The Conversation by Yasmin Jiwani 5 December 2019
It’s the National Day of Remembrance for the 14 women who were killed at the L’école Polytechnique in Montréal for being women and for being students in a discipline that, at the time, was wholly male-defined.
Across the nation and on different social media platforms, the remembrance is being marked by symbols and personal testimonies.
It’s a reminder that the violence has not ended despite the overworked sector of civil society — women on the front lines in shelters, rape crisis centres and counselling centres.
While the collective outpouring of grief that marks this day is anchored in a remembrance of the murders of women at the polytechnique, it is also imperative that high-profile acts of violence don’t overshadow the everyday, routine forms of violence that women suffer.
Six deaths every hour
The report of the Canadian Femicide Observatory for Justice and Accountability notes that around the world, every hour, six women are killed by men they know.
Femicide, or the killing of women because they are women, is underpinned by patriarchal ideologies that define how women should comport themselves. This ideology, grounded in the belief that men own women and that women need to be controlled, is also at the heart of gender inequities.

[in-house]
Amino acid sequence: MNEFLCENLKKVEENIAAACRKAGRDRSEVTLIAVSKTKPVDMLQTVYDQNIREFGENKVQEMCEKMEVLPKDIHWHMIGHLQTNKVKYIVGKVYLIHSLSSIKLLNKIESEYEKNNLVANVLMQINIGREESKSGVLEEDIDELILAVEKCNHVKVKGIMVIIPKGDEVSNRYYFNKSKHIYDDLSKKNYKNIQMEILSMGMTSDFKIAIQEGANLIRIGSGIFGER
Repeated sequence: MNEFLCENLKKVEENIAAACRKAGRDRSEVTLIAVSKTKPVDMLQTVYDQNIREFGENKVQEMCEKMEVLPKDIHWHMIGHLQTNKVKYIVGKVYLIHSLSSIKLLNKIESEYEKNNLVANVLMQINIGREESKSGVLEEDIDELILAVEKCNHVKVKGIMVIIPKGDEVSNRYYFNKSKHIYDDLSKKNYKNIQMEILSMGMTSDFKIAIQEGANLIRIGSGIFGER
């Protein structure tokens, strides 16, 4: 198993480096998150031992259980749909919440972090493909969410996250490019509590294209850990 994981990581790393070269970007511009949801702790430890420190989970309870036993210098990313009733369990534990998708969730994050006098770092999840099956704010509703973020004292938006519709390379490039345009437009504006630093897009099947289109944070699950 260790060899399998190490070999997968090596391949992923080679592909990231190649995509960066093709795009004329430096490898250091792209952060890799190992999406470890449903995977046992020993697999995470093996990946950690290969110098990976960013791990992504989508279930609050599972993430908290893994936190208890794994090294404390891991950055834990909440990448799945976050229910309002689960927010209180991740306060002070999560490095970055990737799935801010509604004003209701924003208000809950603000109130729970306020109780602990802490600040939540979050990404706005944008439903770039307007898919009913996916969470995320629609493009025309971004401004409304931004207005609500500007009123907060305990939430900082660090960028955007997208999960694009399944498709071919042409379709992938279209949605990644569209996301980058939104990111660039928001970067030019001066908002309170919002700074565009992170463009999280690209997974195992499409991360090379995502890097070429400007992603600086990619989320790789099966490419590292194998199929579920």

Although the tragic events at the polytechnique occurred 30 years ago, women and girls in Canada today continue to suffer from the effects of patriarchal ideologies. They experience that patriarchy differently, depending on where they are located in the matrix of domination — the axes of race, class, gender, religion, age, ableism and sexuality that criss-cross society and heighten the vulnerabilities of some women more than others.
The Missing and Murdered Indigenous Women and Girls Inquiry reveals the extent to which Indigenous women, girls and LGBTQ+ are dehumanized and subjected to violence. Canadian statistics reveal that a woman is killed every five days by an intimate partner or a family member. Murder is the finality in the continuum of violence that women and girls experience.
Privilege does not shield
We can’t forget these deaths — the murders that are reported in short, terse paragraphs in the news, or that are accounted for only by organizations situated in particular communities, or remembered by close family and kin.
These deaths testify to the presence and power of patriarchal values and traditions. Similarly, while groups like the incels have attracted power and attention, they remain the tip of the iceberg. There are countless everyday expressions of male power and violence that work to constrain women.
Much like how the focus on racism that tends to be restricted to the actions of extreme hate groups and their acts of violence, the systemic, everyday racism that permeates society also needs to be named and dealt with.
The takeaway of the murders at the polytechnique is this — violence that is endemic and coursing through society is violence that crosses the boundaries of race, class, age, sexuality, gender and religion. It’s violence that is anchored in the view that women are inferior, less than men, and to be controlled by men.
The 14 women killed at the polytechnique were white, middle class and educated, and this did not shield them from patriarchal violence. What then about the women who have no such privileges? How best can we remember them?
Yasmin Jiwani is a communications professor at Concordia University.